...the ratings are not a measure of comfort. They are designed for survival. In other words, when the temps drop to 0 degrees a 0 degree will keep you alive but you will be freezing cold.
    I'll have to disagree with that. I've never seen a "how to choose a sleeping bag" site mention survival in their ratings, it's always warm at such and such a temperature.

    https://www.rei.com/learn/expert-adv...eping-bag.html
    http://featheredfriends.com/choose-sleeping-bag/
    http://www.dummies.com/sports/campin...g-for-camping/
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    I Have to Get Out...Again James.'s Avatar
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    Default Re: Sleeping bag temperature recommendation

    I stand corrected. I would swear that I read that somewhere though. LOL, I have been telling people wrong for years.
    I would feel more optimistic about a bright future for man if he spent less time proving that he can outwit Nature and more time tasting her sweetness and respecting her seniority.
    E. B. White

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    Apprentice Geezer Happy Joe's Avatar
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    Default Re: Sleeping bag temperature recommendation

    Quote Originally Posted by Jopopsy View Post
    What's the general consensus around bag temp ratings? Go 20 degrees lower in capability than you expect to encounter? For instance camping with overnight lows in the low 40s upper 30s means a 20 degree bag?

    Thanks !
    I tend to agree but always have and often use a liner (like MacG).
    The liner does 2 things; helps keep the bag cleaner (is easier to wash if you pick one that is washable) and it helps during cold snaps. I use either a cheap fleece sleep sack or a military poncho liner.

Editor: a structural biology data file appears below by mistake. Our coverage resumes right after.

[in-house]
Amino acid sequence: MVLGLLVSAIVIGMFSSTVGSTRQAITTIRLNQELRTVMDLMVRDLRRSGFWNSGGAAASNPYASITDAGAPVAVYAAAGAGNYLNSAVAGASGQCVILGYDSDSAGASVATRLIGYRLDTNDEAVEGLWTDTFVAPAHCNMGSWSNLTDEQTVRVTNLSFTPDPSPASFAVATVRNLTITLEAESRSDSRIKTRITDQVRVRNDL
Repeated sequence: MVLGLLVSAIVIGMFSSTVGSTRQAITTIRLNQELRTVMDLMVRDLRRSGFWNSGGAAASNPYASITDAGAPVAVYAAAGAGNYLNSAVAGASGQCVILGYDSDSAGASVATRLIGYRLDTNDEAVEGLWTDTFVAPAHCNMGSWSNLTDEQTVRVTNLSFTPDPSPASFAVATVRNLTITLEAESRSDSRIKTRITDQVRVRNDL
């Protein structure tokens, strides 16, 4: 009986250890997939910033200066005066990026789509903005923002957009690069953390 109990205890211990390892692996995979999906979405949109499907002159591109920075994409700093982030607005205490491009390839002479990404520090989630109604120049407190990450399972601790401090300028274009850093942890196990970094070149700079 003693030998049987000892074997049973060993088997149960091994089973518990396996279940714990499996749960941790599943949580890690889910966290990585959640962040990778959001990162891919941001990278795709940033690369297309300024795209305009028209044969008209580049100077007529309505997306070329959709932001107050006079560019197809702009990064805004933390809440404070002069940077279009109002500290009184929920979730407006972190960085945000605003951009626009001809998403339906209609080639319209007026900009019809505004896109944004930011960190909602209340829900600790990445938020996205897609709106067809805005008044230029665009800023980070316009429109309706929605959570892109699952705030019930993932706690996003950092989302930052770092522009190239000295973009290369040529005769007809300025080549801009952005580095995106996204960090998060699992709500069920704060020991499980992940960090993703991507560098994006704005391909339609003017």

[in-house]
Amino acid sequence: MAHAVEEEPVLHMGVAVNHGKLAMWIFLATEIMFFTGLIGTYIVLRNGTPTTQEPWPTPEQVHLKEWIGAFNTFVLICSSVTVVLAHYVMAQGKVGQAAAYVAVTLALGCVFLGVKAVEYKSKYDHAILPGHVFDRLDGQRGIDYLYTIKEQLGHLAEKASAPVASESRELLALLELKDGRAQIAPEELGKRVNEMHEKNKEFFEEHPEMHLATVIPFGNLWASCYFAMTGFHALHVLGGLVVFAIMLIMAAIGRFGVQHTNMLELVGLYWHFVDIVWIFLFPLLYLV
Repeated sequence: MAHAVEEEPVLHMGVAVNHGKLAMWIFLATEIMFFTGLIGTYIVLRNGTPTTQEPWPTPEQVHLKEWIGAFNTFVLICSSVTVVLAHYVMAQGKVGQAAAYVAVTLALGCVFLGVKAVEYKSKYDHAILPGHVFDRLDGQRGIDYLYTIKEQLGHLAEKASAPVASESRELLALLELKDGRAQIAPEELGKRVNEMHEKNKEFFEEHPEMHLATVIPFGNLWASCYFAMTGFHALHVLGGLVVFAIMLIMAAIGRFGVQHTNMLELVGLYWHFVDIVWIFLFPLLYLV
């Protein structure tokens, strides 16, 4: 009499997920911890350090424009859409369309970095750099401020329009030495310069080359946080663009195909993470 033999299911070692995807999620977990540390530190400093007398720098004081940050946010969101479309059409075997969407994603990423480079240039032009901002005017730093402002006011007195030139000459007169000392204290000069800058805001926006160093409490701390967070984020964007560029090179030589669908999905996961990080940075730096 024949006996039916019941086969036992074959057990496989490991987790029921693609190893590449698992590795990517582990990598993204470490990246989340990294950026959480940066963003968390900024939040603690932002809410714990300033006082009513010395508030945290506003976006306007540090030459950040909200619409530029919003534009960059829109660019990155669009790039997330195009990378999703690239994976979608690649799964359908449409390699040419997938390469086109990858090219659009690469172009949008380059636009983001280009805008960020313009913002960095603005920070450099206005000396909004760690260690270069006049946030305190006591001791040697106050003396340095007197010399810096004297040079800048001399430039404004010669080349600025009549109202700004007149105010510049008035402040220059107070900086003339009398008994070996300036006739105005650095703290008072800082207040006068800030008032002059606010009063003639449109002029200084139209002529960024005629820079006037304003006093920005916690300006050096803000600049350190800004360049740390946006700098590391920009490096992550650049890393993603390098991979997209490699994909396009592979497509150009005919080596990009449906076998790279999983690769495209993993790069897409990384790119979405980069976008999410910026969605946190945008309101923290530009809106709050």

For really cold snaps (snow in June/July) I have wrapped a poncho around the outside of the bag (means that the bag must be aired out the next day to get rid of trapped moisture).

    I have yet to find an acceptable tent heater (tried virtually all the Mr. Heater line including several models of buddy heaters; none, so far, are thermostatically controlled and therefor result in too much or too little heat, while using excessive propane.
    The most successful heater I used was a thermostatically controlled blue flame heater but because it was unvented and the thermostat was above the level of the cot it resulted in condensation and shut off when the hot air in the top of the tent was just barely above my, still cold, sleeping level.
    The best of all worlds would be a buddy heater with a low mounted thermostat, IMO...(Mr Heater are you listening?).. the condensation can be solved with ventilation...
    I do a minimum of 16 square inches of low positioned vent with a matching 16 square inches of high positioned vent. and only run a heater to temporarily heat the tent to enter and leave the sleeping bag... for this; gelled alcohol fake fireplace fuel works, was given a case for free...only light where it won't cause fire or melt a hole in the tent floor (I use a terra cotta flowerpot dish)... or a, barely adequate, at altitude (9,000 feet and above) alcohol fireplace; both/either are positioned safely far from the tent side and wall art, yet where they will not be kicked/knocked over or fallen upon, to prevent fire.
    I wore out a cheap 4-5000 btu canned propane heater preheating the tent, and never found another that worked as well.

    Enjoy!
    Last edited by Happy Joe; 07-31-2017 at 07:00 AM.
    2006 Jeep Rubicon; 4.11 gears, 31" tires, 4:1 transfer case, lockers in both axles
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    Tents work best for me, so far.
    Experience along with properly set up 4WD will get you to & through places (on existing, approved 4WD trails) that 4WD, alone, can't get to.

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    Default Re: Sleeping bag temperature recommendation

    FWIW I'm going to use the Buddy Heater in my screen shelter while we're awake. I don't want to risk any accidents or worse sleeping w/ one in the tent.

    So for my bag situation we have LL Bean 40 degree bags; I also have very thin fleece bags that I can throw into the Bean bags if it gets chilly. If I know I'm going out when its going to dip in the low 40s upper 30s I'll take the 20 degree bags. Sound like a plan?